Later on back in the welding bays I was approached by one of the Italian guys who had been told what had happened at lunchtime. This guy was well respected in the works, and was a man that whoever you where, you wouldn't want to mess with. He told me that he was upset about what he had been told, and that I only had to say the word and he would take care of him. Needless to say, this wasn't a euphemism  for "I'll be kind and caring towards him", but more like I'll see to it that he samples some hospital food. I declined his offer, but thanked him for his concern...it was tempting though!

Wallers stores closed down quite early on in my life and the family moved away. I think it was at this time that the premises became Foxglove Furniture and although the business has changed hands three or four times it is still called Foxglove today. They supplied and fitted new kitchens and bedroom furniture.
 In the image above you will see at the rear of the Foxglove premises some small out buildings. In my early twentys these buildings where converted into a sauna/mini gym, and could be rented by the hour for private use. I'd guess that I would have been in my mid twentys when one Saturday  four young local women rented the sauna for the afternoon. They were all regulars in the local pub, the White Horse. One of them was a barmaid there. They had told me about  their plans the previous evening in the pub, and added that I was more than welcome to join them should I choose to. Some of the other guys in the pub (Read all) where very envious of me, as the girls where all young and attractive. They told the other young guys in the pub that the reason I had been the only male invited to attend was because I was the only guy who they trusted enough to be naked with in a sauna. I cannot pretend that I wasn't chuffed at being invited, but stayed cool and made out in front of the pub regulars that it wasn't such a big deal.
 I excepted the invite and the next afternoon spend a happy 2 to 3 hours with the girls. More than that, I'm not at liberty to say. A few years later when one of the afore mentioned girls was about to be married, I was invited to join them on their hen night at a Cambridge night club. My then partner went on the stag night with the guys...we both had a great time!
 Trust isn't a thing that we should just pay lip service to, it is a thing to be embraced, and a code that we should all live by. The advantages of  actually living by this code far outweigh any negatives...There are no negatives!

Moving on up the High Street, Market Street can be found on the right. It's a very wide street that is the address of the White Horse public house, the villages only newsagents, and also the Post Office.


When I was younger. Part One: Market-Street_zps11c8dc1e
The newsagents can be seen in the image above to the right of the pub, and the post office is where the red van is parked...in fact the van is a royal mail van.
 I started drinking in the White Horse just after starting work at age fifteen. The landlord informed me three years later after a long spell I'd had in hospital, and hence six months away from the pub that he'd thought I was at least eighteen years of age from the very beginning. And wouldn't have known I was underage had I not told him that day that he was buying me my first legal pint of beer. Apart from the fact I'd always look much older than my years, I can only put this down to the fact that I had always gone into the pub alone, and that most people considered me quite mature for my age. Even at age fifteen most of my friends where in either their late teens or early twentys.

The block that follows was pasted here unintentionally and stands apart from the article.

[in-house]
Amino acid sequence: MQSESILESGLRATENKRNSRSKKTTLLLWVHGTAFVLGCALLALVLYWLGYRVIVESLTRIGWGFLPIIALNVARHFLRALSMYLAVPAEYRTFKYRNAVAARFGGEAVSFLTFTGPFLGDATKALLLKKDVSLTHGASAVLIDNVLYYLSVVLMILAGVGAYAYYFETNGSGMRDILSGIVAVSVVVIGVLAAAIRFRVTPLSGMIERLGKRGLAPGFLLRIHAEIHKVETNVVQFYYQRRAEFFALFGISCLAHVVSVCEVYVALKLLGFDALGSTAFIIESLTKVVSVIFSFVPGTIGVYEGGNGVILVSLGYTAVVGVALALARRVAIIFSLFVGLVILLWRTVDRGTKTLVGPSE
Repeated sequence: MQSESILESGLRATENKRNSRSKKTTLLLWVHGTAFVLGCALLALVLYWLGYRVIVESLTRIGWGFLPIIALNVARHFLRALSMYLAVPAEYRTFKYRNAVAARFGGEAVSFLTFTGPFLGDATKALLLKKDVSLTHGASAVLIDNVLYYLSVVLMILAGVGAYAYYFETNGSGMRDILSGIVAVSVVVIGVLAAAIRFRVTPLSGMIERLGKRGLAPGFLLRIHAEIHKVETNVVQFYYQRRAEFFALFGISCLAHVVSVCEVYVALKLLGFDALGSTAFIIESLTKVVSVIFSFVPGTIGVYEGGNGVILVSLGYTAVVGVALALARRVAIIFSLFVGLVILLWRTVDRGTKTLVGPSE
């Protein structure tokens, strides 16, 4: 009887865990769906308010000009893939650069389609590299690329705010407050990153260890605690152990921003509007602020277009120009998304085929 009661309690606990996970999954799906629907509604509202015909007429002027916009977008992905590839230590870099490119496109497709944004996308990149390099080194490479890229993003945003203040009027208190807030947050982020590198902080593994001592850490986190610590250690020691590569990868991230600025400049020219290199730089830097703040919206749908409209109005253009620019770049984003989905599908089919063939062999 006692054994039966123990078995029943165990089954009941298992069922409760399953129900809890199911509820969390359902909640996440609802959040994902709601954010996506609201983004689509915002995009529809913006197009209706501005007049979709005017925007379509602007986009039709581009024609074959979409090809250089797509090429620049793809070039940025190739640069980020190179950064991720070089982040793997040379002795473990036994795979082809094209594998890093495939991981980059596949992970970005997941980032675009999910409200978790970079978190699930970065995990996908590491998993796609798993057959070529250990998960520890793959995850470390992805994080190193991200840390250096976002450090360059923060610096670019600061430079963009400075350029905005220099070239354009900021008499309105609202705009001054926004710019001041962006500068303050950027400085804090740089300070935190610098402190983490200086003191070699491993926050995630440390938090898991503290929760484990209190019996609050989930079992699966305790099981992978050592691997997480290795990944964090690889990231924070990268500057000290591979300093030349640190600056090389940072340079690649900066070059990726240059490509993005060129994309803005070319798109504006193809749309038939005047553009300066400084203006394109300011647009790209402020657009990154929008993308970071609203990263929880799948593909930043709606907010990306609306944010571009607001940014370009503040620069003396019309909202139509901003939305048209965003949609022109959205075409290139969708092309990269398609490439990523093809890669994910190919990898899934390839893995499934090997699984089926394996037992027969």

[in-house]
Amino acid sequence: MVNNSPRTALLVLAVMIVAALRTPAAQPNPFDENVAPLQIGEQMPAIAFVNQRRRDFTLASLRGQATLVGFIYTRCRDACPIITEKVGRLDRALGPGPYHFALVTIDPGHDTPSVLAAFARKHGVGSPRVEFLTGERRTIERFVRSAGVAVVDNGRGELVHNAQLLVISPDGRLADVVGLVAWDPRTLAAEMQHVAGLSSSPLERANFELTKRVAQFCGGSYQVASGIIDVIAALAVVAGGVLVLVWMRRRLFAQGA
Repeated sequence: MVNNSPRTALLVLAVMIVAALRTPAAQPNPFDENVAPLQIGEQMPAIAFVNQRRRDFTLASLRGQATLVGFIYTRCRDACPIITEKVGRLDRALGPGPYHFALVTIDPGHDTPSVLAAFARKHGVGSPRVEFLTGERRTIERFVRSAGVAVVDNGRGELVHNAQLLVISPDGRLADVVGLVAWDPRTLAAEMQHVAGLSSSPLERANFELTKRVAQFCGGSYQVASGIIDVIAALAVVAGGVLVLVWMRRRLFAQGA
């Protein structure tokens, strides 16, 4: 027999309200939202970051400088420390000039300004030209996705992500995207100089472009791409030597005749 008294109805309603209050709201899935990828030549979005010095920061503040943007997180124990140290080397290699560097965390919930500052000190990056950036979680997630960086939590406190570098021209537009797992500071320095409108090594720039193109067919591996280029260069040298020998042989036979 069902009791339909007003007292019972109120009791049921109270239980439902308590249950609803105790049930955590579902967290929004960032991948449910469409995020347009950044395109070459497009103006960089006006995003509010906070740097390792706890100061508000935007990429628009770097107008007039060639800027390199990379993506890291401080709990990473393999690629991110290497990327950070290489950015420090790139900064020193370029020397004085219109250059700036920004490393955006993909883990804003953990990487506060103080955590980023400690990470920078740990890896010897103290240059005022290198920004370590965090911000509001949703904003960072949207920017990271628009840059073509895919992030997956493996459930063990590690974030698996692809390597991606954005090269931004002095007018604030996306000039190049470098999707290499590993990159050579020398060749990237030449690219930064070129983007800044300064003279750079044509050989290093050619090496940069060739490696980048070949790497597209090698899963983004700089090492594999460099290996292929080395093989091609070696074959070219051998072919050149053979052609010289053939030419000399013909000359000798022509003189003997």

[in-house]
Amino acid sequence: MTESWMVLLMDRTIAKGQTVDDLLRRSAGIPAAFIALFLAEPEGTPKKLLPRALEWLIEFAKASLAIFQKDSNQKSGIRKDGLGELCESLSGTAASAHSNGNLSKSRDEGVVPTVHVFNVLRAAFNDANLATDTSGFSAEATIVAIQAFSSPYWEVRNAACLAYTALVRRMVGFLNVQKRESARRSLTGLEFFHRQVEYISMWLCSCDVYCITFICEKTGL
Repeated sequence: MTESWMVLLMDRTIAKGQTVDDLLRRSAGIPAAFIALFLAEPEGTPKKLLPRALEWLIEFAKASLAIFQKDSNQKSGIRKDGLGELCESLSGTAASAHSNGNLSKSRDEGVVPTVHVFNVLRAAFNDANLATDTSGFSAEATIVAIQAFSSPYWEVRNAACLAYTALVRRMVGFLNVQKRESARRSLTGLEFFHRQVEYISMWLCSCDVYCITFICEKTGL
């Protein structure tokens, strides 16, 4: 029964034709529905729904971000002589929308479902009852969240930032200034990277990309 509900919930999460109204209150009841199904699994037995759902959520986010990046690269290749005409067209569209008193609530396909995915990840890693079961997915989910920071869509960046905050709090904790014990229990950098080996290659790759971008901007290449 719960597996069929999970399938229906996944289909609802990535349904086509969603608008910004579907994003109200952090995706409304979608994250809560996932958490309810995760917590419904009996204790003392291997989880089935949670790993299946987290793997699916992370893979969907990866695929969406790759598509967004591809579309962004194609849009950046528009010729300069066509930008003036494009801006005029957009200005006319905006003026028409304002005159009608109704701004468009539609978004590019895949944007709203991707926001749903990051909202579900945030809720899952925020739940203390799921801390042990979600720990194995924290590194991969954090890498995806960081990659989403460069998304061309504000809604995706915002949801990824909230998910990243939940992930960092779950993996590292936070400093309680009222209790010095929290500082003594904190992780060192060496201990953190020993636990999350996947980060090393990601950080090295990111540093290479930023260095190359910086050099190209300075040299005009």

Most of my time in the pub was spent playing darts. And at the age of nineteen or maybe twenty I was playing in what was called the Cambridge Super League. I used to practice every day and before long I was picked for the Cambridgeshire County side, although I should state that this was for the B side. Sadly I never made it into the A team, but it wasn't for the want of trying.

One of my favourite memories from my time in the White horse was going into the pub in the early evening and getting on the dart board to practice. Most evenings my mum and dads friend and neighbour Joan Brooks would be in the pub playing darts as well.
Joanie as she was known to most people was about the same age as my parents and used to get her fruit juice from the bar and then just the two of us would  play darts until the pub started to fill up later in the evening. She was a good player and was in the pub team. I used to tease her by messing about at the end of a game, and then just as she had got down to a double to finish, I would then hit the winning double. Sometimes though I'd come unstuck and she'd pull off a really good shot and beat me fair and square. I can still hear her laughter now, when it became her turn to tease me!
It was a very sad day indeed the day I was told of her passing away...

One summer evening I was at the bar chatting with John the local vet and there was alot of noise and shouting coming from just outside of the pub door. "Whatever is going on out there" I asked him. "They've taken that 56lb weight from the hearth, and are seeing who can lift it above their head" John said. The weight he was talking about was one of those weights that is formed so that part of the weight its self is its handle.
 We wandered outside, drinks in hand, to observe the fun the guys where having. We watched as they each took their turn lifting the weight with varying degrees of success. Only two or three of them could complete the task in hand by holding the weight above their head. I put my drink down on the sill of the pub window.
 "Let me show you how that's done" I said to the onlookers. And with that I picked up the weight from the pavement and pumped it above my head 20 times with my right arm, and then managed to repeat this with my left...but this time I could only manage 4 or 5 repetitions. One of the guys said.."Yeh, but you work in the building trade laying bricks and stuff all day, so you're bound to be better at this" I looked at John and he just smiled and shook his head as we made our way back to the bar inside.
 We ordered more drinks and he said in a low voice "I knew you were strong Frank, I just didn't realise how strong!" He smiled again and said, "I'm going to call you Bull Norman from now on".